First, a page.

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Part Number: LM2903-Q1
I am using LM2903-Q1 as a comparator need to know the parameter Vicr or Vcm = Common mode input voltage range.
what is its effect on input bias current and how it must be considered.
This is reference taken LM2903 datasheet.
The common mode specification is on the next line, "Input Common Mode Voltage Range". The recommended input voltage range is 0V to 2V below V+.
Bias current changes just a few nA over the common mode range since the input stage is fed from a regulated current source. As you start to get above 1V below V+, the input bias current starts to drop into the pA's as the input stage is cut off. Note that the bias current flows OUT of the input pin towards GND due to the PNP input stage.
Please see the following Appnote, particularly section 2.6, figure 4, which shows the effects of bias current over common mode.
Application Design Guidelines for LM339/LM393/TL331 Family Comparators
TI Comparators (CMPS) Applications Group
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In reply to Paul Grohe:
This helped a lot.
Just one more thing was there
If I have set reference voltage as 3.25VDC at inverting terminal (as common mode input voltage throughout temperature is Vcc-2V , Vcc =5VDC).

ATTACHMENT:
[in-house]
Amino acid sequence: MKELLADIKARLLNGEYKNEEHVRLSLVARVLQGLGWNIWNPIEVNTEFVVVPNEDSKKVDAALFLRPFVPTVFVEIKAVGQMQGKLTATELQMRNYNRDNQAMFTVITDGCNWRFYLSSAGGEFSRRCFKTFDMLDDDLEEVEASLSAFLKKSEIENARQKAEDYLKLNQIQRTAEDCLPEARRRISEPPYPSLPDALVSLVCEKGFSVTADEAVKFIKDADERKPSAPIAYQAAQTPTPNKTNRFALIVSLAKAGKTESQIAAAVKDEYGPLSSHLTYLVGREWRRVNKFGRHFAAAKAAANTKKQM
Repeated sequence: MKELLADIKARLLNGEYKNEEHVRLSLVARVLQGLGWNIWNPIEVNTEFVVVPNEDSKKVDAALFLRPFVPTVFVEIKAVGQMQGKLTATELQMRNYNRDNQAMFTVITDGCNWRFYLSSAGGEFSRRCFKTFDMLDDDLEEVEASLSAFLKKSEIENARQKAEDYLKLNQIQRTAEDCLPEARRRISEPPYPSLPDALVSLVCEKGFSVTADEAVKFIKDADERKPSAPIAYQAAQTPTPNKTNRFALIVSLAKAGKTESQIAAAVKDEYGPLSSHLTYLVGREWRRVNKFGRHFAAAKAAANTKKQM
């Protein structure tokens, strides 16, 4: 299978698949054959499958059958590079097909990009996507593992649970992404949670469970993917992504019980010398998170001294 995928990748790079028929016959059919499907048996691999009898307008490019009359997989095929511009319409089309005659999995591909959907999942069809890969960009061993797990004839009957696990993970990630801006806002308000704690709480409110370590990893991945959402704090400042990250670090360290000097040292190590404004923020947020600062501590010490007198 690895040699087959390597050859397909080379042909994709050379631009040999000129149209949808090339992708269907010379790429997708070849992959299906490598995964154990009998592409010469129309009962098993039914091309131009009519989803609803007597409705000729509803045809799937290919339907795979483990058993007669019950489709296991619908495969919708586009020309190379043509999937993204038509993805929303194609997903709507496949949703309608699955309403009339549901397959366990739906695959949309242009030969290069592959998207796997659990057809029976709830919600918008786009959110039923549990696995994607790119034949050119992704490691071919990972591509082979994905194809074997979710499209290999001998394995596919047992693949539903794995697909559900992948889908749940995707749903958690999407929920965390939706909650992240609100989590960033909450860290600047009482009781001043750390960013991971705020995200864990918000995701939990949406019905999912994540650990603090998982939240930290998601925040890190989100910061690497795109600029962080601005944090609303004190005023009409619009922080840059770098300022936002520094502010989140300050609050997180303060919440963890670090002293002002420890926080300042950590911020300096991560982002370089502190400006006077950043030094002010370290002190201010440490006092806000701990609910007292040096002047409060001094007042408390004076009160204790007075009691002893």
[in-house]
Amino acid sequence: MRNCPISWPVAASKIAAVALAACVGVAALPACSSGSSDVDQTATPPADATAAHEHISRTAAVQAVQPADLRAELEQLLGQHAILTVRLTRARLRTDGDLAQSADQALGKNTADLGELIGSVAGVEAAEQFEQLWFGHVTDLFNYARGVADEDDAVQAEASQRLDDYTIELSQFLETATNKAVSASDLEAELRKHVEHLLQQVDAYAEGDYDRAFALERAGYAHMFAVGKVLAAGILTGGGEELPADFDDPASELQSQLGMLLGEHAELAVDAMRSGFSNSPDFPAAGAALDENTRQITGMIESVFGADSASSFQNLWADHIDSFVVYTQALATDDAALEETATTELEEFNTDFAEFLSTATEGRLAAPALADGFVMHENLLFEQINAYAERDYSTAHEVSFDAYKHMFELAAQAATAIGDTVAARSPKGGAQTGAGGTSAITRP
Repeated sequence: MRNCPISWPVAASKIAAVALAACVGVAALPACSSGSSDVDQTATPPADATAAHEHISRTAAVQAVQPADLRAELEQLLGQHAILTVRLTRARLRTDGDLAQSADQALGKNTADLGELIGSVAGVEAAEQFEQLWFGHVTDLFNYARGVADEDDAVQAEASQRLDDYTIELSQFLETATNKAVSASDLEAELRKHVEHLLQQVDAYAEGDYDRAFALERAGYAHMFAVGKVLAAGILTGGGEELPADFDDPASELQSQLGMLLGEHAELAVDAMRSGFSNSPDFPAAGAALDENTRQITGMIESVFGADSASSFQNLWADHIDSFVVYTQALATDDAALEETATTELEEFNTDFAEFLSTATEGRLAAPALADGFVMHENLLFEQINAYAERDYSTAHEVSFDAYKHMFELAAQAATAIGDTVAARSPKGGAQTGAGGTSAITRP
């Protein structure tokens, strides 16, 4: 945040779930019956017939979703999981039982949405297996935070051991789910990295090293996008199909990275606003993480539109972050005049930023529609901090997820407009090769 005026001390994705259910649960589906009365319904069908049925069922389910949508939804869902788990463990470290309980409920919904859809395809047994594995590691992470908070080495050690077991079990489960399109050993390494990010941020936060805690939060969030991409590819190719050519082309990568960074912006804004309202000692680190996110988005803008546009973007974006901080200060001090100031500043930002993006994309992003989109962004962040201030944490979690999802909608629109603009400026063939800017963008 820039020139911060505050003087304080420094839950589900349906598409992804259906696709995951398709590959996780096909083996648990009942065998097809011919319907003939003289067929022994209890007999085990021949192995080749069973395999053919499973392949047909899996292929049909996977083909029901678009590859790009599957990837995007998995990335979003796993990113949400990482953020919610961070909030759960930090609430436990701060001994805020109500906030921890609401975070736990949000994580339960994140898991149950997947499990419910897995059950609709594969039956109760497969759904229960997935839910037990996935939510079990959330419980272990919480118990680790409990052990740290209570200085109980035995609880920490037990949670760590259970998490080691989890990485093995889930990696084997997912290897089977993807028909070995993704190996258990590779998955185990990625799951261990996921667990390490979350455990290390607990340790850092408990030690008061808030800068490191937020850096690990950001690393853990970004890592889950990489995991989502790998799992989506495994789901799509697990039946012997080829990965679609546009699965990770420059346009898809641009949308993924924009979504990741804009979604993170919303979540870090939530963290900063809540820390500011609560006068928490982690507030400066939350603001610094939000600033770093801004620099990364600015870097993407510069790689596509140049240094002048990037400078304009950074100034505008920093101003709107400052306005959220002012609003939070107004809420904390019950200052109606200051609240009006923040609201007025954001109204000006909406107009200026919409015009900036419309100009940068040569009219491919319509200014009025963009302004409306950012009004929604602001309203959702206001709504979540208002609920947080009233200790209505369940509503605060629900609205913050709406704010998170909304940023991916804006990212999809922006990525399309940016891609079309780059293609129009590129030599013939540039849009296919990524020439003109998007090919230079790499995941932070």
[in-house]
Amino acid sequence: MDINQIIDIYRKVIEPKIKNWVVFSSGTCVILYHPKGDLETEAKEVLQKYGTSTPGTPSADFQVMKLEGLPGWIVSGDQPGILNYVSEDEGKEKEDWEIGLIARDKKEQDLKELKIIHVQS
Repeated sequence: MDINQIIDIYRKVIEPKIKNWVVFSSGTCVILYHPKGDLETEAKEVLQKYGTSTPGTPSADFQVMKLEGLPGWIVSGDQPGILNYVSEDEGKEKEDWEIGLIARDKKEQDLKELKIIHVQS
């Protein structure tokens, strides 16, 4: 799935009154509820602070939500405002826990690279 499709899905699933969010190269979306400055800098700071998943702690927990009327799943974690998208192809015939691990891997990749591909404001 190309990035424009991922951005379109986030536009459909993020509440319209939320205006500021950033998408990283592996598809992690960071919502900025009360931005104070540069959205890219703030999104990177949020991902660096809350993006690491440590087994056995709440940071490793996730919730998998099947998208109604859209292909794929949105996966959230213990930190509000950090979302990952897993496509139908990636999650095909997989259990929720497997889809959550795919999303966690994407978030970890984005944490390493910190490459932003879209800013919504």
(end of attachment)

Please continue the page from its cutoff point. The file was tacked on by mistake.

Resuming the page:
I am providing input voltage as 5VDC at non-inverting terminal.
What will be the response at output ,will the output voltage be high or any misbehaviour will be there.
In reply to Siddharth Sangam:
we do not recommend having both inputs outside of the recommended input common mode range. If you build the circuit as you described with 3.25V on the inverting input and 5V on the non-inverting input while being powered by 5V, you will probably see the appropriate result of logic high at the output. However, over process and temperature variation, you may all of a sudden find devices where that is not working. One of the inputs needs to be within the specified common mode input range that you eluded. Otherwise, you are risking the output of the comparator being undefined. I would recommend resistor dividing the 3.25V reference down to a value below 3V in order to avoid any potential issues. But please understand, that typical device will probably show no problem with the setup that you have described. It is only over process and temperature that you can potentially run into problems.
Another option would be to switch to a comparator with a wider input common mode range.
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